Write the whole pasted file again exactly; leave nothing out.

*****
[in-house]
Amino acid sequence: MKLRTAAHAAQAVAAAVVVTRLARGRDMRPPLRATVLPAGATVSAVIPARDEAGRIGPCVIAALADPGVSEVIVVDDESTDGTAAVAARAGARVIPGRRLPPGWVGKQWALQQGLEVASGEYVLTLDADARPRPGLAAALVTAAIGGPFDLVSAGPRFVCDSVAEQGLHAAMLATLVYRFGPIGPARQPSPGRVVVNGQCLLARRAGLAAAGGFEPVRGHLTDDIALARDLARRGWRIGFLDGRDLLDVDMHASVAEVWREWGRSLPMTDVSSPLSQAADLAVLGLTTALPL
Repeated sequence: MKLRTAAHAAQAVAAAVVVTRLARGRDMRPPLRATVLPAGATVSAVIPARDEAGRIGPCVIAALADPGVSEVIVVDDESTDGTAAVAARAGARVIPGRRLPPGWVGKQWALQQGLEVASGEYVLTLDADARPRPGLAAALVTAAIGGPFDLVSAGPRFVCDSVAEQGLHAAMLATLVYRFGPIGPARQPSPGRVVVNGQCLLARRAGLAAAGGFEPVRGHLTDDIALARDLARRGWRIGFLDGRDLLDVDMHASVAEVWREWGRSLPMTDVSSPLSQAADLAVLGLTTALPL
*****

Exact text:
[in-house]
Amino acid sequence: MKLRTAAHAAQAVAAAVVVTRLARGRDMRPPLRATVLPAGATVSAVIPARDEAGRIGPCVIAALADPGVSEVIVVDDESTDGTAAVAARAGARVIPGRRLPPGWVGKQWALQQGLEVASGEYVLTLDADARPRPGLAAALVTAAIGGPFDLVSAGPRFVCDSVAEQGLHAAMLATLVYRFGPIGPARQPSPGRVVVNGQCLLARRAGLAAAGGFEPVRGHLTDDIALARDLARRGWRIGFLDGRDLLDVDMHASVAEVWREWGRSLPMTDVSSPLSQAADLAVLGLTTALPL
Repeated sequence: MKLRTAAHAAQAVAAAVVVTRLARGRDMRPPLRATVLPAGATVSAVIPARDEAGRIGPCVIAALADPGVSEVIVVDDESTDGTAAVAARAGARVIPGRRLPPGWVGKQWALQQGLEVASGEYVLTLDADARPRPGLAAALVTAAIGGPFDLVSAGPRFVCDSVAEQGLHAAMLATLVYRFGPIGPARQPSPGRVVVNGQCLLARRAGLAAAGGFEPVRGHLTDDIALARDLARRGWRIGFLDGRDLLDVDMHASVAEVWREWGRSLPMTDVSSPLSQAADLAVLGLTTALPL